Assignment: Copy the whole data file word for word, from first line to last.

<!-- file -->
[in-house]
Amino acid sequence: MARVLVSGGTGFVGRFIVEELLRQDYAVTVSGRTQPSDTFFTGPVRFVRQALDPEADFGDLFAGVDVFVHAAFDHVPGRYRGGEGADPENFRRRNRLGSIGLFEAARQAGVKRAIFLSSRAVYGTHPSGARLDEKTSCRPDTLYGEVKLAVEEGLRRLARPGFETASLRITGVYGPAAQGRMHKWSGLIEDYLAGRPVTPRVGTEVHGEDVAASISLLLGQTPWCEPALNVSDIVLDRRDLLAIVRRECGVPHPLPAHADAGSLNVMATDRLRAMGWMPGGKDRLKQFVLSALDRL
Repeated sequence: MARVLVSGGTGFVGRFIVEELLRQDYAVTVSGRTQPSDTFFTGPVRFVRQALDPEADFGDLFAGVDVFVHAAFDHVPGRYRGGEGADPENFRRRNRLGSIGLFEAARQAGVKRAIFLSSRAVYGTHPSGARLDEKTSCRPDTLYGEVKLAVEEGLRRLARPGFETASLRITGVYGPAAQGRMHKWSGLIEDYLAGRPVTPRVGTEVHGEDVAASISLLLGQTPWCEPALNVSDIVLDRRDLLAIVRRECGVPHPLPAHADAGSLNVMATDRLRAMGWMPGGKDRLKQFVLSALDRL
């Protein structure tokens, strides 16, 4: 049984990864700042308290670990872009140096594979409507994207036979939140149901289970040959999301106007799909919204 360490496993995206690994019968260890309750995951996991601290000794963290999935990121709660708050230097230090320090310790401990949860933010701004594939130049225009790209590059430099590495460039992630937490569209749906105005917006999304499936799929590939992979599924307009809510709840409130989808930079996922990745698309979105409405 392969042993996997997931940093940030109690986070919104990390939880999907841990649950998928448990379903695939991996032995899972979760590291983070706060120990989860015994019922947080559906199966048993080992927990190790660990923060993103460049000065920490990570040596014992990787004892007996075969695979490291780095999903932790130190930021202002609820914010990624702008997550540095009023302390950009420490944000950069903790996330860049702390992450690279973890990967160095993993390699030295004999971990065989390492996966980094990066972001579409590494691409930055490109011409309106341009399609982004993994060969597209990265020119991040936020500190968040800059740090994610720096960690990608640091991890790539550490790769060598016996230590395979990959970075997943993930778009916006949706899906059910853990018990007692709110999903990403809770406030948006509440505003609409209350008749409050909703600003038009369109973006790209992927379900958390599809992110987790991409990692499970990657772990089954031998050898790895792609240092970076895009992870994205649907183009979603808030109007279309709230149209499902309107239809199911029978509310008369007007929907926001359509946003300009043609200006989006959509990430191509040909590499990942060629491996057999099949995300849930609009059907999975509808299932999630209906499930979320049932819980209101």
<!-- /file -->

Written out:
[in-house]
Amino acid sequence: MARVLVSGGTGFVGRFIVEELLRQDYAVTVSGRTQPSDTFFTGPVRFVRQALDPEADFGDLFAGVDVFVHAAFDHVPGRYRGGEGADPENFRRRNRLGSIGLFEAARQAGVKRAIFLSSRAVYGTHPSGARLDEKTSCRPDTLYGEVKLAVEEGLRRLARPGFETASLRITGVYGPAAQGRMHKWSGLIEDYLAGRPVTPRVGTEVHGEDVAASISLLLGQTPWCEPALNVSDIVLDRRDLLAIVRRECGVPHPLPAHADAGSLNVMATDRLRAMGWMPGGKDRLKQFVLSALDRL
Repeated sequence: MARVLVSGGTGFVGRFIVEELLRQDYAVTVSGRTQPSDTFFTGPVRFVRQALDPEADFGDLFAGVDVFVHAAFDHVPGRYRGGEGADPENFRRRNRLGSIGLFEAARQAGVKRAIFLSSRAVYGTHPSGARLDEKTSCRPDTLYGEVKLAVEEGLRRLARPGFETASLRITGVYGPAAQGRMHKWSGLIEDYLAGRPVTPRVGTEVHGEDVAASISLLLGQTPWCEPALNVSDIVLDRRDLLAIVRRECGVPHPLPAHADAGSLNVMATDRLRAMGWMPGGKDRLKQFVLSALDRL
């Protein structure tokens, strides 16, 4: 049984990864700042308290670990872009140096594979409507994207036979939140149901289970040959999301106007799909919204 360490496993995206690994019968260890309750995951996991601290000794963290999935990121709660708050230097230090320090310790401990949860933010701004594939130049225009790209590059430099590495460039992630937490569209749906105005917006999304499936799929590939992979599924307009809510709840409130989808930079996922990745698309979105409405 392969042993996997997931940093940030109690986070919104990390939880999907841990649950998928448990379903695939991996032995899972979760590291983070706060120990989860015994019922947080559906199966048993080992927990190790660990923060993103460049000065920490990570040596014992990787004892007996075969695979490291780095999903932790130190930021202002609820914010990624702008997550540095009023302390950009420490944000950069903790996330860049702390992450690279973890990967160095993993390699030295004999971990065989390492996966980094990066972001579409590494691409930055490109011409309106341009399609982004993994060969597209990265020119991040936020500190968040800059740090994610720096960690990608640091991890790539550490790769060598016996230590395979990959970075997943993930778009916006949706899906059910853990018990007692709110999903990403809770406030948006509440505003609409209350008749409050909703600003038009369109973006790209992927379900958390599809992110987790991409990692499970990657772990089954031998050898790895792609240092970076895009992870994205649907183009979603808030109007279309709230149209499902309107239809199911029978509310008369007007929907926001359509946003300009043609200006989006959509990430191509040909590499990942060629491996057999099949995300849930609009059907999975509808299932999630209906499930979320049932819980209101």